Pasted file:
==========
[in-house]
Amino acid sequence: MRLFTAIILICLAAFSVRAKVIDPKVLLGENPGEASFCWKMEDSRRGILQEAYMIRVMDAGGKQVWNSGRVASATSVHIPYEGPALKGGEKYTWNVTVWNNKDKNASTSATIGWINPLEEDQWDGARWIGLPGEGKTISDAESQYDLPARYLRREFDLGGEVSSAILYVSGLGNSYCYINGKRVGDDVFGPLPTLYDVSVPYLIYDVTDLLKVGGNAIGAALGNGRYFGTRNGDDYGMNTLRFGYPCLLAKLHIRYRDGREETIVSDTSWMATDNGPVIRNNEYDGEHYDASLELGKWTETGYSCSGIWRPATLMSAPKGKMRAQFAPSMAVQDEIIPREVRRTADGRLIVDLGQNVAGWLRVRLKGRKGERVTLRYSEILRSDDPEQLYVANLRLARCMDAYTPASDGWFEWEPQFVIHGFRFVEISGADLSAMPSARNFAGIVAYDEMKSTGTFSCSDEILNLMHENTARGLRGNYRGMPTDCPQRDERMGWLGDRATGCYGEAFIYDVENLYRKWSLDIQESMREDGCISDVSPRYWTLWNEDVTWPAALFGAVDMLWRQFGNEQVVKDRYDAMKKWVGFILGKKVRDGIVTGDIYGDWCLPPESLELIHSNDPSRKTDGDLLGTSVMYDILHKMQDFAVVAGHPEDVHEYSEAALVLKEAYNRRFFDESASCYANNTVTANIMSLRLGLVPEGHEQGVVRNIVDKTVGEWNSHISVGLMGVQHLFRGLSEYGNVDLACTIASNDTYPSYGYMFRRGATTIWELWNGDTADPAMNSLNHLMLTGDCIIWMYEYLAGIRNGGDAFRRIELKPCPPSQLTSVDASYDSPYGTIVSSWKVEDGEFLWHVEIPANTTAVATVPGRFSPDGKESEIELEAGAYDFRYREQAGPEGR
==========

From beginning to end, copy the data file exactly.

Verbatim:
[in-house]
Amino acid sequence: MRLFTAIILICLAAFSVRAKVIDPKVLLGENPGEASFCWKMEDSRRGILQEAYMIRVMDAGGKQVWNSGRVASATSVHIPYEGPALKGGEKYTWNVTVWNNKDKNASTSATIGWINPLEEDQWDGARWIGLPGEGKTISDAESQYDLPARYLRREFDLGGEVSSAILYVSGLGNSYCYINGKRVGDDVFGPLPTLYDVSVPYLIYDVTDLLKVGGNAIGAALGNGRYFGTRNGDDYGMNTLRFGYPCLLAKLHIRYRDGREETIVSDTSWMATDNGPVIRNNEYDGEHYDASLELGKWTETGYSCSGIWRPATLMSAPKGKMRAQFAPSMAVQDEIIPREVRRTADGRLIVDLGQNVAGWLRVRLKGRKGERVTLRYSEILRSDDPEQLYVANLRLARCMDAYTPASDGWFEWEPQFVIHGFRFVEISGADLSAMPSARNFAGIVAYDEMKSTGTFSCSDEILNLMHENTARGLRGNYRGMPTDCPQRDERMGWLGDRATGCYGEAFIYDVENLYRKWSLDIQESMREDGCISDVSPRYWTLWNEDVTWPAALFGAVDMLWRQFGNEQVVKDRYDAMKKWVGFILGKKVRDGIVTGDIYGDWCLPPESLELIHSNDPSRKTDGDLLGTSVMYDILHKMQDFAVVAGHPEDVHEYSEAALVLKEAYNRRFFDESASCYANNTVTANIMSLRLGLVPEGHEQGVVRNIVDKTVGEWNSHISVGLMGVQHLFRGLSEYGNVDLACTIASNDTYPSYGYMFRRGATTIWELWNGDTADPAMNSLNHLMLTGDCIIWMYEYLAGIRNGGDAFRRIELKPCPPSQLTSVDASYDSPYGTIVSSWKVEDGEFLWHVEIPANTTAVATVPGRFSPDGKESEIELEAGAYDFRYREQAGPEGR